Reverberlocation in chickadees?

Eduardo Mercado, Matthew Wisniewski, Lauren Guillette, Brittany McIntosh, Christopher Sturdy

Research output: Chapter in Book/Report/Conference proceedingConference contribution

2 Citations (Scopus)
3 Downloads (Pure)


Chickadee songs provide conspecifics with information about the locations of singers. Song amplitude, frequency, and reverberation all vary
with distance, and it is thought that chickadees use such cues to estimate distance. The current study examined transmission of chickadee songs in an open field to assess whether other cues such as relative changes in inter-note timing or relative differences in spectral energy might also provide useful information about a singer's location. Surprisingly, the difference between direct signal energy and reverberant spectral energy provided clear indications of how far a song had traveled. Preliminary analyses suggest that this cue may be robust to variations in source level, note duration, note frequency, and transmission loss. If chickadees use this cue to judge auditory distance, then this may explain why they maintain specific spectral ratios between the notes within their songs. Specifically, the spectral spacing of notes within songs appears to be directly related to chickadee auditory filter bandwidth. We describe ranging of a singing chickadee based on the spectral profile of its songs as reverberlocation (construed as an instance of passive echolocation) because it involves comparisons between a direct signal and echoes of a signal.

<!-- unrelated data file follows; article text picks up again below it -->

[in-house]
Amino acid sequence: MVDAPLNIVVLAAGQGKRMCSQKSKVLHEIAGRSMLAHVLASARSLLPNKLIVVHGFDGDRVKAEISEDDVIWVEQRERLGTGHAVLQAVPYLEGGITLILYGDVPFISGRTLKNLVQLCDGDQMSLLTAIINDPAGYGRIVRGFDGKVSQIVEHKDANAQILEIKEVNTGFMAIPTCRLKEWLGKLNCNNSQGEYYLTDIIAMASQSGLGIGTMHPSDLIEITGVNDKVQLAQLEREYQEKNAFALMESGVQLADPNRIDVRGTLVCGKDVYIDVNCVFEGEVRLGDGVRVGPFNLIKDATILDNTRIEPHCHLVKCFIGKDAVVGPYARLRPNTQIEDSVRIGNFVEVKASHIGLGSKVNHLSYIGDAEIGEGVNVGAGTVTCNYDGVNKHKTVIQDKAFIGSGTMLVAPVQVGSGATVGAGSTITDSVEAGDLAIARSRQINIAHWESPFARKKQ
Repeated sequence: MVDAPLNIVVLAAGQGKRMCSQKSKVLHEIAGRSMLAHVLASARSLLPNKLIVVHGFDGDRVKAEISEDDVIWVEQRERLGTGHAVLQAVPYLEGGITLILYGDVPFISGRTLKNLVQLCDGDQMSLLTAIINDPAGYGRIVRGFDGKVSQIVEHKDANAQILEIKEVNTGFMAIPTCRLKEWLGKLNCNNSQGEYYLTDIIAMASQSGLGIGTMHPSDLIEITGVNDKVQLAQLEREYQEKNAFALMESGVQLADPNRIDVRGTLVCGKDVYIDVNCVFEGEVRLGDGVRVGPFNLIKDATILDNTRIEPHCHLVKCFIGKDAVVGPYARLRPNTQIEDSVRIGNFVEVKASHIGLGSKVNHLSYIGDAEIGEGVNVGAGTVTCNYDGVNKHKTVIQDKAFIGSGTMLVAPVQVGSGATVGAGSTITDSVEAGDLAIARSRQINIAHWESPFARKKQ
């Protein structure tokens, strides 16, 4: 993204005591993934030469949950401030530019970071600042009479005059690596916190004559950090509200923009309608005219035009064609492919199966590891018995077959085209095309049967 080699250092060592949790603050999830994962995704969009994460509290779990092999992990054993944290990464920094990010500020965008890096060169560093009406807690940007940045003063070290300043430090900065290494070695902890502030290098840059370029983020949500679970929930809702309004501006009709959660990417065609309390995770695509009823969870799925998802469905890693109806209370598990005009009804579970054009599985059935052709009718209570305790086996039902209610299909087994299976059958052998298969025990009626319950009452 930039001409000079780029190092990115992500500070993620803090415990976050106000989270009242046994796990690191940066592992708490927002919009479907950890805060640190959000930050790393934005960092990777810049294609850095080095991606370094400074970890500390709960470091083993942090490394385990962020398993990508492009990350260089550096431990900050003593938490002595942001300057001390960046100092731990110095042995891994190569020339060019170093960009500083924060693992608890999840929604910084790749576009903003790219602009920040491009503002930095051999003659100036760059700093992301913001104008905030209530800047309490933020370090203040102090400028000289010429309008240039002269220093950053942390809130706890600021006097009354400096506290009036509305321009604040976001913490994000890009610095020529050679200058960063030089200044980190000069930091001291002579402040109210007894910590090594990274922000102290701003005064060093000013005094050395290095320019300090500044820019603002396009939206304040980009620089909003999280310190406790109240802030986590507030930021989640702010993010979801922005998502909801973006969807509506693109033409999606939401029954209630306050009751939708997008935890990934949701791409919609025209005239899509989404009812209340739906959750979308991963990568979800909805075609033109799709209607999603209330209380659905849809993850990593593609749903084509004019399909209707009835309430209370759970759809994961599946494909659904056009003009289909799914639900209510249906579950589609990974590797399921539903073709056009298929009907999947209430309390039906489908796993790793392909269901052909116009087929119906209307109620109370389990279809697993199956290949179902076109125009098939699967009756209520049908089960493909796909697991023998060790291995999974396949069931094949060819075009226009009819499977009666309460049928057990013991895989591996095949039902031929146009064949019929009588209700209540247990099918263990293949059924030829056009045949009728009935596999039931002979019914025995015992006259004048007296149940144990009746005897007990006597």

Original languageEnglish
Title of host publicationProceedings of Meetings on Acoustics
Place of PublicationMelville, NY
PublisherAcoustical Society of America (ASA)
ISBN (Electronic)1939-800X
Publication statusPublished - Jun 2013
EventThe 21st International Congress on Acoustics - Montreal, Canada
Duration: 2 Jul 20137 Jul 2013


ConferenceThe 21st International Congress on Acoustics


  • Chickadee song
  • Amplitude
  • Frequency
  • Reverberation
  • Auditory distance
  • Spectral energy
  • Signal energy
  • Auditory filter bandwidth


Dive into the research topics of 'Reverberlocation in chickadees?'. Together they form a unique fingerprint.

Cite this